While it may not be required by law, you’ll likely need a personal condo insurance policy in order to purchase your condo. In fact, most mortgages require you to have insurance before your closing date. As far as the master policy is concerned, the Condo Association will require you to pay into that insurance just like every other owner in the complex.
Renters insurance isn’t required by law. However, it’s not uncommon for landlords to ask you to purchase renters insurance before signing a lease. It’s also in your best interest as you’re belongings and liability are not covered under your landlord’s insurance policy.
Looking for the Insurance, You Need
So how do you know what type of insurance you need? It’s simple:
- When you don’t own the place in which you live, and you have a lease with a landlord or leasing company, you’re a renter
- if you own your condominium, you’re a condo owner
Renters require renters insurance, and condo owners may require condo insurance, depending on the extent of their master policy. And, if you’re renting a condo and it’s owned by someone else, you’re still considered a renter.
Make sure that you purchase the right insurance for where you live. If you have purchased renters insurance as a condo owner, this is extremely important.
Without the right insurance as a condo owner, you will be responsible for replacing not only your personal belongings but also items such as appliances, fixtures, and potentially even floors and ceilings, depending on the master policy. A renter with incorrect insurance isn’t only not adequately insured, but they’re also paying far more than they should be.
TOP 5 Faq’s on Renters Insurance Vs. Condo Insurance?
Do I need condo insurance if I rent my condo?
Yes, if you’re planning on renting your condo unit, you’ll want a unit owner’s insurance to protect your from any liability that may arise while renting unit.
What happens if I choose the wrong insurance?
It depends on your situation. If you only need renter’s insurance and you invest in a condo insurance policy, you’re likely overpaying for coverage that’s not your responsibility. However, if you purchase renter’s insurance when you own a condo, you’ll have gaps in coverage and possibly fail to comply with the terms of your mortgage agreement. It’s always a good idea to discuss your situation with your independent insurance agent before purchasing a policy to ensure you’re making the right choice for your lifestyle.
How can I tell what my responsibilities are when damage occurs to my condo?
If you rent a condo, you should have renter’s insurance. In the event of damage or an accident in your condo, you’re responsible for you’re possessions and possibly liability if a visitor is injured in your condo. As a condo owner, your responsibilities usually cover everything inside the walls unless the master policy is an all-in policy. This would mean that your HVAC is likely covered by the master policy while your appliances are not. If you own a condo, it’s important to get a firm understanding of the coverage provided by your master policy so you can get the right coverage in your condo policy.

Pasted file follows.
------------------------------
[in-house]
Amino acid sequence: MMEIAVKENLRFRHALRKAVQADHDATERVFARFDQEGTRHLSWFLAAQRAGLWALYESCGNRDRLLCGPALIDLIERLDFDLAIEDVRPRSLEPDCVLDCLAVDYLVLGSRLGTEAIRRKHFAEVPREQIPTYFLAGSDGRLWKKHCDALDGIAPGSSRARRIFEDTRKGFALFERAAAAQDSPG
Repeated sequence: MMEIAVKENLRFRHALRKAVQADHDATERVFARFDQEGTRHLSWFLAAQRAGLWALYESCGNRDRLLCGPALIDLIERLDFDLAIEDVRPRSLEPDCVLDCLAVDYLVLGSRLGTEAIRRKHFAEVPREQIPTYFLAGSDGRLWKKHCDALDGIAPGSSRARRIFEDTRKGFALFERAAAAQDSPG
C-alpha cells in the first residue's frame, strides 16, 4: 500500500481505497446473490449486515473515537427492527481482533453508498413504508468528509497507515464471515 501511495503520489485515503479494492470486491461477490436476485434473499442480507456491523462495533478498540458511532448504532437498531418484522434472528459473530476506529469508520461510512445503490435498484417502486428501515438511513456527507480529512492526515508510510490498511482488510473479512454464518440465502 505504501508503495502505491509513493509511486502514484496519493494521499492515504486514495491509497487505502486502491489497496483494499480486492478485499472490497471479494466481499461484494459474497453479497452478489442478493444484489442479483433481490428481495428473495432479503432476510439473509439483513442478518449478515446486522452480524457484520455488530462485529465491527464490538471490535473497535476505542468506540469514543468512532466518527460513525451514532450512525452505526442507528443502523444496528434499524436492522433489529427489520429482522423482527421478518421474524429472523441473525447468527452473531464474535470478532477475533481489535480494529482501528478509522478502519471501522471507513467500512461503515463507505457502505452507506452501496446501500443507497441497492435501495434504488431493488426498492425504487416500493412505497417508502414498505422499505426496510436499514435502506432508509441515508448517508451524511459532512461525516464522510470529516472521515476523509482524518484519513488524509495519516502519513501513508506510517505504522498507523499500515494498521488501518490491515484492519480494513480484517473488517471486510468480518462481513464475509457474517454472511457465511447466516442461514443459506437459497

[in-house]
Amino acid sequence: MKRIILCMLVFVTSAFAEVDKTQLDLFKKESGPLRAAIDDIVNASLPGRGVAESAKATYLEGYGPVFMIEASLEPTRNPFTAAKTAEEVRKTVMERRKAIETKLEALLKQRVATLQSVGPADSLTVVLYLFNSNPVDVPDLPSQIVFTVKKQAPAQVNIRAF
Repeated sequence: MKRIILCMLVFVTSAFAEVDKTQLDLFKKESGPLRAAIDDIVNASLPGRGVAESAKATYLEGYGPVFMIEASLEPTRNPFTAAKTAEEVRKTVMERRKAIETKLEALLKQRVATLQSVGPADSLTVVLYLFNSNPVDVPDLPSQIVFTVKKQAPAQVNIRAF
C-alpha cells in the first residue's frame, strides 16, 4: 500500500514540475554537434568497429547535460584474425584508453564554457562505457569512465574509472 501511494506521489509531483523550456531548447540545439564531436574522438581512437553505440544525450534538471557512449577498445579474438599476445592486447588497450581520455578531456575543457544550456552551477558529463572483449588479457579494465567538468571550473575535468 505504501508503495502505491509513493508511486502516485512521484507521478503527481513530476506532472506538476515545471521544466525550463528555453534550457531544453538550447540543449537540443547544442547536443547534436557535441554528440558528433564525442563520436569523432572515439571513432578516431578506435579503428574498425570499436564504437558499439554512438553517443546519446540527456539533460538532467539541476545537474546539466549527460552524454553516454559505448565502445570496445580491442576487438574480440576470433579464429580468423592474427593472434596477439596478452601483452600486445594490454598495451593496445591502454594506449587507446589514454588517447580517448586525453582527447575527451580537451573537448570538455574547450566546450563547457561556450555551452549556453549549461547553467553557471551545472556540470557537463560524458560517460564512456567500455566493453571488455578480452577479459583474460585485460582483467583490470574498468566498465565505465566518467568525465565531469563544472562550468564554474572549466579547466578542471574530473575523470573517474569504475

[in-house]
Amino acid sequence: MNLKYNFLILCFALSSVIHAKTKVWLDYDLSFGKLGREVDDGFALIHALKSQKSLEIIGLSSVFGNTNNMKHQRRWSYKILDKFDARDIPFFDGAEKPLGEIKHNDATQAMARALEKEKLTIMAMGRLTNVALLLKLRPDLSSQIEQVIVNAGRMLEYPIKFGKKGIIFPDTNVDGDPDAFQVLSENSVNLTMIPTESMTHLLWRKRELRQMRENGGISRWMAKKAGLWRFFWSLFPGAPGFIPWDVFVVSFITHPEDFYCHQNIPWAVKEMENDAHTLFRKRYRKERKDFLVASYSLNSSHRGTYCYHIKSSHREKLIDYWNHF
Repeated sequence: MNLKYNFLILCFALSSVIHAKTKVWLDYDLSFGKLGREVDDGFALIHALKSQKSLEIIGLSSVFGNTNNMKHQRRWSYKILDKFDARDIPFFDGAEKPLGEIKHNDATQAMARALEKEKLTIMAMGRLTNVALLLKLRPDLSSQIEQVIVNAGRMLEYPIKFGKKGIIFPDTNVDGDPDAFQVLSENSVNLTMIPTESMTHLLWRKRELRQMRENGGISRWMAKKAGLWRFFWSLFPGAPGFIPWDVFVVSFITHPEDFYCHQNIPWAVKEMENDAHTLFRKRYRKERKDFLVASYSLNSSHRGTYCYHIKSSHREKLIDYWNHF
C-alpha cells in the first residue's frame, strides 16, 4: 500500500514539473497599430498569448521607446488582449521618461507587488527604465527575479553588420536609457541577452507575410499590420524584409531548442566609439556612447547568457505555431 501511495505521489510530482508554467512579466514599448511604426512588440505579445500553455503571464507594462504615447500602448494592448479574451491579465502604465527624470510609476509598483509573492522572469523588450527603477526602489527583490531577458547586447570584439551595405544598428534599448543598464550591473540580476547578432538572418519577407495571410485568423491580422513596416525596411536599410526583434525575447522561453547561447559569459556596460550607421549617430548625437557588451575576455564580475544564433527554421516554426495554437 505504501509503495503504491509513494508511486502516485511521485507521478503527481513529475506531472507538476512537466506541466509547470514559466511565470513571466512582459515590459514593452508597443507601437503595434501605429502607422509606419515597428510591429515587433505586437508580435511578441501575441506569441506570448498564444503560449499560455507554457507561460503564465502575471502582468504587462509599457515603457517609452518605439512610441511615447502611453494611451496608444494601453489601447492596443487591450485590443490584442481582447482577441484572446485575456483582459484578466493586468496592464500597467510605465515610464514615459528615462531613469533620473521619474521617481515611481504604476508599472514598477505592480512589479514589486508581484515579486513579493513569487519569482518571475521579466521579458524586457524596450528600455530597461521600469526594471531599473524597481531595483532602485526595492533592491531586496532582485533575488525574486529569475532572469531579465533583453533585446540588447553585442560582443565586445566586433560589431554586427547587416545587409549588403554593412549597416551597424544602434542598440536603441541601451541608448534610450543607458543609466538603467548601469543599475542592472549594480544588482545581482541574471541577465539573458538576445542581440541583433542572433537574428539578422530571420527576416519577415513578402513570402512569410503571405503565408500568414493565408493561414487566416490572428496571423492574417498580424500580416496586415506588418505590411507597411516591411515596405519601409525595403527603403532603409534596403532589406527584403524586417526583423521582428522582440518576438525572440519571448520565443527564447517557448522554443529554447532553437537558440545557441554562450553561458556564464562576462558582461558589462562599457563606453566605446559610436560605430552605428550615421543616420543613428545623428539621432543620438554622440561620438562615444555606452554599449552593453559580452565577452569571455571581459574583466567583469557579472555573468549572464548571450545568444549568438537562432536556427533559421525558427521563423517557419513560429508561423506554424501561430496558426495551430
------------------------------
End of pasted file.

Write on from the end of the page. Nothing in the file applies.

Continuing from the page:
Do I need condo insurance if I rent out my condo?
If you rent your condo to tenants and don’t plan to live there, you’ll likely need additional coverage. For instance, you’ll likely need landlord insurance if your tenants will be fulfilling a long-term lease. If you’re planning to use your condo for short-term rentals like Airbnb, it’s important to discuss your coverage with your insurance agent to see what policies apply.
What policy covers liability if a guest is injured at my condo?
If your guest is injured inside your condo, you’re likely responsible whether you rent or own the condo. When a visitor is injured somewhere else on the property (in a common area or on the grounds), the responsibility falls to the master policy. However, if you rent your condo and a guest is injured because of disrepair or neglect of the unit, the owner of the condo may be responsible. When there’s confusion, discuss your unique situation with your agent before filing a claim.
The Best Condo Insurance and Renters Insurance
The difference between condo insurance and renters insurance comes down to more than just cost.
A renters insurance policy covers the tenant of a rental unit only, and it does not provide coverage for the entire structure. The policies protect personal belongings, liability, and medical payments, as well as loss-of-use coverage.
Condo insurance, on the other hand, is for the condo unit owners. A personal condo insurance policy will depend on what’s covered by the master policy. In most cases, it covers personal belongings, liability, and of course, dwelling coverage.
Insurance is complicated in and of itself, but navigating these differences can be even harder, depending on your circumstances. Before signing on the dotted line of your policy, make sure you understand what you are buying. Contact your insurance agent and ask any questions you might have,